For awhile, a dimpled face can get away with the lisped, “I see two twee, Mommy.” As much as you hate for your sweetheart to grow up and stop using those cute expressions, you also want her to succeed in the world around her. Help her accelerate her language development with an understanding of when to use a plural noun. Base the length of time you dedicate to practice on her age and attention span with a maximum of 10 or 20 minutes a day for a child under five. By staying positive in your tone and demeanor, you can help her form a positive approach to learning rather than being frustrated with her own mistakes.
Make picture flashcards to represent single and plural objects in a sentence. Involve your child in finding and cutting pictures of objects from magazines. Assist him in gluing the pictures onto index cards. Place the finished flashcards in a pile on the table.
Use the flashcards to practice forming sentences with singular and plural nouns with your child. Model the correct ending for each flashcard he picks. For example, if he picks up the flashcard with one dog, have him say, “I have a dog.” If he picks out a card with two dogs, have him practice a sentence such as “I have dogs.”
Review the difference between singular and plural nouns with a flashcard matching game. Lay the flashcards out randomly on the table. Have him find matches, saying the words aloud. For example, he may say "tree" and "trees" as he picks up those cards.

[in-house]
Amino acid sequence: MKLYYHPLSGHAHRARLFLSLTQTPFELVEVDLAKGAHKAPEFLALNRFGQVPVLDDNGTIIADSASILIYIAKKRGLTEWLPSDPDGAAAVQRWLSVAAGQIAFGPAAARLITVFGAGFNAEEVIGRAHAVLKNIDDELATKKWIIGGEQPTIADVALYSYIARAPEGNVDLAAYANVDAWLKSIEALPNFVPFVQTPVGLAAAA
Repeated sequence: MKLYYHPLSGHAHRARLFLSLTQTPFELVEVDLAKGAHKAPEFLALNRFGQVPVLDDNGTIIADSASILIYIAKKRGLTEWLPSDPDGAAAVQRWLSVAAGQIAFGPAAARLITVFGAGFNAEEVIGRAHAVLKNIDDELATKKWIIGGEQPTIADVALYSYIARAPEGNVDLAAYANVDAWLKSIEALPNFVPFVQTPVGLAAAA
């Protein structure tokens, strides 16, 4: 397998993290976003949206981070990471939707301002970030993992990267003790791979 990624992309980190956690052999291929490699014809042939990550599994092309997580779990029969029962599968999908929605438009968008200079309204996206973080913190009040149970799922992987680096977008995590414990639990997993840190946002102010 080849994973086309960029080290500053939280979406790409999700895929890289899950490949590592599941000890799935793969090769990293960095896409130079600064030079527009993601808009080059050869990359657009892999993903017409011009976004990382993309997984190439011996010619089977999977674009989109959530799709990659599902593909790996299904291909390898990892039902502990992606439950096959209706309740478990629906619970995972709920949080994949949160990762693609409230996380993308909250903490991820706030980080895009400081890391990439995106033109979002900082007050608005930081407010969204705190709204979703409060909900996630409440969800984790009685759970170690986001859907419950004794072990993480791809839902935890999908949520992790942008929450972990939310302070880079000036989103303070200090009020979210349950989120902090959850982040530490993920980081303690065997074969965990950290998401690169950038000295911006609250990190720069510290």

Use traditional nursery rhymes and songs to sneak in more practice with plurals. Sing plural-rich songs like “One Elephant Came out to Play” and “The Ants go Marching." Point out the difference between "one elephant" or "one ant" and multiple elephants or ants.
Reinforce the songs “Hot Cross Buns” or “Sing a Song of Sixpence” with a picture of the plural items in the songs. Cut out circles for the buns and birds for "Sixpence" from colored construction paper. Have your child glue them onto craft paper and decorate them while you sing the songs.
Act out “Old McDonald," personalizing it to your child. Line up her collection of stuffed animals. Change the song to include her name and the names of her animal friends.
Take an adventure trip to the library or browse your own collection. Pick out picture books with repetitive plural nouns on each page. Choose from options like “Millions of Cats,” “Green Eggs and Ham,” “Spiders, Spiders Everywhere” or “Bears on Wheels.”
Provide your child with a flood of plural nouns found in the books. This will help your child subconsciously learn to restructure her vocabulary. Ask him questions about what is on each page after you have read it. Prompt him to repeat the plural noun.
Practice the plural noun vocabulary after reading the books. Ask your child to tell you about his favorite part of the story. Have him make a picture with one of the plural nouns from the book.
Items you will need
- Index cards
- child-safety scissors
- construction paper
- craft paper
- stuffed animals
- Always monitor your child's use with safety scissors.
- The American Scholar: What Toddlers Know They Don't Know About Plurals
- Scholastic: Teaching with Books
- The Complete Resource Book for Preschoolers: An Early Childhood Curriculum With Over 2000 Activities and Ideas: Pam Schiller and Kay Hastings
- BananaStock/BananaStock/Getty Images